|Father Perry D. Leiker|
Equally mysterious as the trinity itself is the "how": "How" did we discover this?
The easy answer is that God revealed it, and we hear that most clearly in John's gospel, especially in the great discourse after the Last Supper — Jesus speaks clearly and directly about his relationship to the Father and the Holy Spirit. The communion between them is intimate and completely transparent. Everything has been given over freely to the other and they share all because of their love for one another.
The communion among the three persons of God forms perfect community. In the most striking language, John prays that they (the disciples) might be one, as Jesus is one with the Father. But "how" God is three in one, and what that "looks" like, remains mystery.
Jesus' revelation of this is simple, but the truth of "how" it could be, remains unclear. It seems, however, that simply stating this truth is, in itself, remarkable. We say that God, almighty and everlasting, and always known as the"only" God, is three in one. This conjures up the image of an atom, a particle of matter in which electronic energy zooms around with perfect and rhythmic speed, producing energy and sustaining all matter. The very identity of God is this union of three sharing, giving, receiving, loving, revealing, and accepting, one another always and everywhere. This communion is love. This communion is being. This communion is what all community must be: a sharing, giving and receiving of love and life from one another.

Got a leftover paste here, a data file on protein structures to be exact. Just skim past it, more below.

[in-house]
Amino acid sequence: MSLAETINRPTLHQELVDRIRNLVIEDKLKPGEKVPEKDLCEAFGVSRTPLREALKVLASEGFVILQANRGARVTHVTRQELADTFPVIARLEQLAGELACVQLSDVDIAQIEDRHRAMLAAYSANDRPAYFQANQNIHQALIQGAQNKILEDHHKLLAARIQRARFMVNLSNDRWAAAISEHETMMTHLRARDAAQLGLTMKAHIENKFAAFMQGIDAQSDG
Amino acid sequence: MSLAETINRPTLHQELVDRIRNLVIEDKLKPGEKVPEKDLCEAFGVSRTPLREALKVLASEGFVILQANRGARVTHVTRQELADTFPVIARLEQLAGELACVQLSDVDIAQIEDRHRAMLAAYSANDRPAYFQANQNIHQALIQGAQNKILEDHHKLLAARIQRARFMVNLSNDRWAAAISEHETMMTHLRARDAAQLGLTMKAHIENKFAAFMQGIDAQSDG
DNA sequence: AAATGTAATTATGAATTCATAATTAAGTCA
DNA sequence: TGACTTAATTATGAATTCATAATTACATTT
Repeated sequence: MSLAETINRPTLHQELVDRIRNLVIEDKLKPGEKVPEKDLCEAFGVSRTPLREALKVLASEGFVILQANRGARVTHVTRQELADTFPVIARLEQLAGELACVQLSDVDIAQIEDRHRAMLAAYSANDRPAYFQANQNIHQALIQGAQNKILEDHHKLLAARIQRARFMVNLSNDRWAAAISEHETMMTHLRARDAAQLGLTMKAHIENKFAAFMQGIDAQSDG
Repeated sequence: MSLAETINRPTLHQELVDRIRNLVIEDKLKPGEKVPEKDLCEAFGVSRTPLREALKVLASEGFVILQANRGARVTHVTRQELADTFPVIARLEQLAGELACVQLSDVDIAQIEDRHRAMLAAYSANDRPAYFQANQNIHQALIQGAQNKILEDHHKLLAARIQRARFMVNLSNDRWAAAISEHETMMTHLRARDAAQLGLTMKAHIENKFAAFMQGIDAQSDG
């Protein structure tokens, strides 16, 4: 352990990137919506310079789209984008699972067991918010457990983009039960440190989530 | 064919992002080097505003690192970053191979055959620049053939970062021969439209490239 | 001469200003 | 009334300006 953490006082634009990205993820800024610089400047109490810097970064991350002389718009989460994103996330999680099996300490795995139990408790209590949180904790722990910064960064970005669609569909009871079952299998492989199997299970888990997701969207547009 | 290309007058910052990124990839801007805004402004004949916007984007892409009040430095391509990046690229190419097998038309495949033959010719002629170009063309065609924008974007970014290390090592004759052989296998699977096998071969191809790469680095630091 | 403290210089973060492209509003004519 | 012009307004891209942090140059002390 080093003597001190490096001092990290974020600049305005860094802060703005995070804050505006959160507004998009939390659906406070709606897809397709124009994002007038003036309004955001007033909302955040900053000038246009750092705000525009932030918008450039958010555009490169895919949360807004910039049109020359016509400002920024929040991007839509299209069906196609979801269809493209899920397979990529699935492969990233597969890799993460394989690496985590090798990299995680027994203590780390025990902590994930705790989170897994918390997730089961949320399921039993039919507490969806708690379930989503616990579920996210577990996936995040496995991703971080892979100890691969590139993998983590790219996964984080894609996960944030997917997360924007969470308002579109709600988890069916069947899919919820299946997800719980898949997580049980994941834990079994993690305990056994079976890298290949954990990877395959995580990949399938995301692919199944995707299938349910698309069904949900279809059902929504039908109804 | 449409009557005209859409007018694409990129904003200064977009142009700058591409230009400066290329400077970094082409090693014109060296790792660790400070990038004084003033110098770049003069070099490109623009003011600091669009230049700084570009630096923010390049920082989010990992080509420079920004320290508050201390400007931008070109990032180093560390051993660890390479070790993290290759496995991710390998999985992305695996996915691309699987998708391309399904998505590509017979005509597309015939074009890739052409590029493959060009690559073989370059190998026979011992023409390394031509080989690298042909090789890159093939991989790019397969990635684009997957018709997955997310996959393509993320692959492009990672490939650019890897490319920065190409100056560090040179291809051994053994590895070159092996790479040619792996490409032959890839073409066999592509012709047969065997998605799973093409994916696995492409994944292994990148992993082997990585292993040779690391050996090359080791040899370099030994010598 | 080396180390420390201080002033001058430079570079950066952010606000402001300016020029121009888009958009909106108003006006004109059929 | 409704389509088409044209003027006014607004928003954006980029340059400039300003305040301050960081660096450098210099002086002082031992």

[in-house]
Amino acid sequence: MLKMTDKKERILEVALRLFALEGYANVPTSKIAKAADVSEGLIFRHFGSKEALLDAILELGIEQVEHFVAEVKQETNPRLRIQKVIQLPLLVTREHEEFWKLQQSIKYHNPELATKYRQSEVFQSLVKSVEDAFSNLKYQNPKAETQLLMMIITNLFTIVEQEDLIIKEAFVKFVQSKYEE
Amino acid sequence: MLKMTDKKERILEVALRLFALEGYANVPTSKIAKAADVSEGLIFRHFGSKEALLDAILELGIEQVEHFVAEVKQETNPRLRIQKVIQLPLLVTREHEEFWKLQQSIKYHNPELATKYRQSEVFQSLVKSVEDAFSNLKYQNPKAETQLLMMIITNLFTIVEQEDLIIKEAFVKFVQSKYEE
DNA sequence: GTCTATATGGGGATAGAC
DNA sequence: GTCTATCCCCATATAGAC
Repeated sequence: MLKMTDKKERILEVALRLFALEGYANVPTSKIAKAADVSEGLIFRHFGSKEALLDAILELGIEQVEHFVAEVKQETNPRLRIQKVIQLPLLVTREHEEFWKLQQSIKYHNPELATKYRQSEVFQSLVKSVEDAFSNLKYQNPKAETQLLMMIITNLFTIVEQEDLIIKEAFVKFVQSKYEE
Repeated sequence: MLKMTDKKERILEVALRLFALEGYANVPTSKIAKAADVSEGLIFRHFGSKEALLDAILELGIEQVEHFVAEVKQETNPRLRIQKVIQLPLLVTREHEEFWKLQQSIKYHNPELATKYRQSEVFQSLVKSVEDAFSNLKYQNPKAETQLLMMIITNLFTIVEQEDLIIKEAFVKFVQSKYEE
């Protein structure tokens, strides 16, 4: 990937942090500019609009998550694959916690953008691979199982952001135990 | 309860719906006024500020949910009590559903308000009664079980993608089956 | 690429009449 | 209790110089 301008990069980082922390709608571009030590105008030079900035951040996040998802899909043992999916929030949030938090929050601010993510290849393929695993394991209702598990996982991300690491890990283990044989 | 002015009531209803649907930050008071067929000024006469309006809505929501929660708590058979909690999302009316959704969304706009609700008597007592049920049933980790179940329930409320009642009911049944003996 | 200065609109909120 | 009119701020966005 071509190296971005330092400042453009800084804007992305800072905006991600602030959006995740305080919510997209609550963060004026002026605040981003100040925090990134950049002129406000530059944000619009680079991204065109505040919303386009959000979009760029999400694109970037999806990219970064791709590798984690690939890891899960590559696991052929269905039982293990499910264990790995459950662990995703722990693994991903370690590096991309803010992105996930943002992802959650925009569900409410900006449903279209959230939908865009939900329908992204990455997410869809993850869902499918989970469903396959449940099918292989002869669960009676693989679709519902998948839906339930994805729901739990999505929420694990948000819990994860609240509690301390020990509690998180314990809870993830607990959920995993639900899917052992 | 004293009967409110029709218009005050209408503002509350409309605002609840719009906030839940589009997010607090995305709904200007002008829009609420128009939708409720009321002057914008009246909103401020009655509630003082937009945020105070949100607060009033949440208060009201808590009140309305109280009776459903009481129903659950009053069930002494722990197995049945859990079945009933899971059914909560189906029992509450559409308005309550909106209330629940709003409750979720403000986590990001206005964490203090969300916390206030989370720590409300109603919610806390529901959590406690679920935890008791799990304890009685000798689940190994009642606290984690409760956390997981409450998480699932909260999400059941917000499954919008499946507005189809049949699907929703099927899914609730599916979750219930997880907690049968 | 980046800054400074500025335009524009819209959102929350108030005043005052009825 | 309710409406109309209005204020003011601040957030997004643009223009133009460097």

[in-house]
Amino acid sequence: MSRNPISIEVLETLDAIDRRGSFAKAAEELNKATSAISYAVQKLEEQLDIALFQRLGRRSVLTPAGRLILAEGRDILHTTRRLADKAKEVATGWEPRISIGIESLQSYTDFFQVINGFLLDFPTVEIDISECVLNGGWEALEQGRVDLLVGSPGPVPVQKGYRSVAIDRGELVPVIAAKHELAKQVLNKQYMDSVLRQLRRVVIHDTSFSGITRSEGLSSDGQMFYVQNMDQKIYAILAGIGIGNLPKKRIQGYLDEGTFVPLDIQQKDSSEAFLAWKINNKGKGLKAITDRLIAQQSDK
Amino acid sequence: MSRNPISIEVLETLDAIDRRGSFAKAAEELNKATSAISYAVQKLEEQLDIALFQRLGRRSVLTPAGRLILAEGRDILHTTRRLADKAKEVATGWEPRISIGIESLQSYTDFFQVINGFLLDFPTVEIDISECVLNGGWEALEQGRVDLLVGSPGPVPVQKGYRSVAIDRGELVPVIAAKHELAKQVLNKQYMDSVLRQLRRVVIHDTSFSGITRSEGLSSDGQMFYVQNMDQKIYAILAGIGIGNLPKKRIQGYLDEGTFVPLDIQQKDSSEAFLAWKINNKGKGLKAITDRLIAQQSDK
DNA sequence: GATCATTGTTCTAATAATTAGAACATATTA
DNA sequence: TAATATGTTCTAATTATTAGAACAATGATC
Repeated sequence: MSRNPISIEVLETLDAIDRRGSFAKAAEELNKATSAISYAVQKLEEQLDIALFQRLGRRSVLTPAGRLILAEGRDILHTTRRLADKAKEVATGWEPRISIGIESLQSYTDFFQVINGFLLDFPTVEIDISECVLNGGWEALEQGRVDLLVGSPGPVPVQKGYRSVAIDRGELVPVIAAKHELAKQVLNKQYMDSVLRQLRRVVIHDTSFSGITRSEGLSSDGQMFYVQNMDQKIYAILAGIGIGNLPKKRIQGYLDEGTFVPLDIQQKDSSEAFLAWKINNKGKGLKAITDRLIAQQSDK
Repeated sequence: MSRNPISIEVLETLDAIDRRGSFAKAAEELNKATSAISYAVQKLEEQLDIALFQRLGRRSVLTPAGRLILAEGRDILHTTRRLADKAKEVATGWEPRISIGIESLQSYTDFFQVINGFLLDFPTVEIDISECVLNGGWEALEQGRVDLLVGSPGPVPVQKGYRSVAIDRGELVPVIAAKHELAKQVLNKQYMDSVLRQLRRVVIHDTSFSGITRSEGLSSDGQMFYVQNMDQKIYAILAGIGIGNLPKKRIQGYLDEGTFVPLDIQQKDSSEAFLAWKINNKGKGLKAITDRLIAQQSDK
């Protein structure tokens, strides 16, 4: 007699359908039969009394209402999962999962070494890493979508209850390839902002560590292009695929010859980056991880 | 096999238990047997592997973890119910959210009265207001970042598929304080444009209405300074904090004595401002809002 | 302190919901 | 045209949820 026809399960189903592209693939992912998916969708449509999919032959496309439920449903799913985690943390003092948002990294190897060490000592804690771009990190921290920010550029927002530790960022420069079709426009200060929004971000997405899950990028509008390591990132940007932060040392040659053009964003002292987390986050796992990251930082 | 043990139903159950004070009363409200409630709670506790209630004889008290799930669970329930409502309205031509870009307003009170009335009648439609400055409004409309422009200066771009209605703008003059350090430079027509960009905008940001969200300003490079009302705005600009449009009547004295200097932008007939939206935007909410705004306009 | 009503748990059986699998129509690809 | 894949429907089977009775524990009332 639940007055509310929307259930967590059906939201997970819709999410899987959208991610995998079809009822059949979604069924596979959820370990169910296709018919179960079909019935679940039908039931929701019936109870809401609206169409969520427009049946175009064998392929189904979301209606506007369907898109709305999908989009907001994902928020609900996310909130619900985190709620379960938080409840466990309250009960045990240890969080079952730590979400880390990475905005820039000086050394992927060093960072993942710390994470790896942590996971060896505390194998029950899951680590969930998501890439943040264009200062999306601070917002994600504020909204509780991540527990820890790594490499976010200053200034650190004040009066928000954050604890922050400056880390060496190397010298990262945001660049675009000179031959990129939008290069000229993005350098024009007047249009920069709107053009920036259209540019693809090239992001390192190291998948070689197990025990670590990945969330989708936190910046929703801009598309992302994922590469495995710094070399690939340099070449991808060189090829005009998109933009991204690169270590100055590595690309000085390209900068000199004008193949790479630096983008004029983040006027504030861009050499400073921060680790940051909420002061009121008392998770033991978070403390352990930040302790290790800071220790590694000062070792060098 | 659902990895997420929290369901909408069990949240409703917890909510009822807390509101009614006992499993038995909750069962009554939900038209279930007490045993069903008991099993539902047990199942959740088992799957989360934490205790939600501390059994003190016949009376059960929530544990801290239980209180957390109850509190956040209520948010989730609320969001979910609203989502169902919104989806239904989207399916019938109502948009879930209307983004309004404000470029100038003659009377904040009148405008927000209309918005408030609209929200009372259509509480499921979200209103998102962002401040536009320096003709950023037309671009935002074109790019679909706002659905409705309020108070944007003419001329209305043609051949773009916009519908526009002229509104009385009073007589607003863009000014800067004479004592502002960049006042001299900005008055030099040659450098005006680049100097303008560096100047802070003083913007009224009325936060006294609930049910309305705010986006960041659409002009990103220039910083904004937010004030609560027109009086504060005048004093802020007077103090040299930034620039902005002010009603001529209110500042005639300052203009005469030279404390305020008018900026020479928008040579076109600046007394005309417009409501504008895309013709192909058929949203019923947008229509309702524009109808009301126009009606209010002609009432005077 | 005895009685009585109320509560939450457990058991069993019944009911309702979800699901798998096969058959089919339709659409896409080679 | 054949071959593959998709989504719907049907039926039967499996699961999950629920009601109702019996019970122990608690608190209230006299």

What distinguishes community from a mob is not the gathering of people but the energy among them. A mob's energy usually does not reflect love and a common purpose for good. A mob's energy is often fueled by fear and hatred and in an instant can turn on anyone, even itself. Whatever holds a mob together can easily be manipulated and at least semi-controlled; it is always precarious to depend upon a desired outcome from a mob.
A community, on the other hand, usually generates good energy and love and actually seeks to grow in common understanding while seeking common goals. Jesus' disciples were a small community of faith. What stood before Jesus on the cross was clearly a mob.
The trinity is not something that can be explained or solved, but something that is to be encountered. Knowing the divine community — God — can and does transform our human community.
Father Perry D. Leiker is St. Bernard parish administrator. Reach him at (323) 255-6142, Ext. 112, or email firstname.lastname@example.org.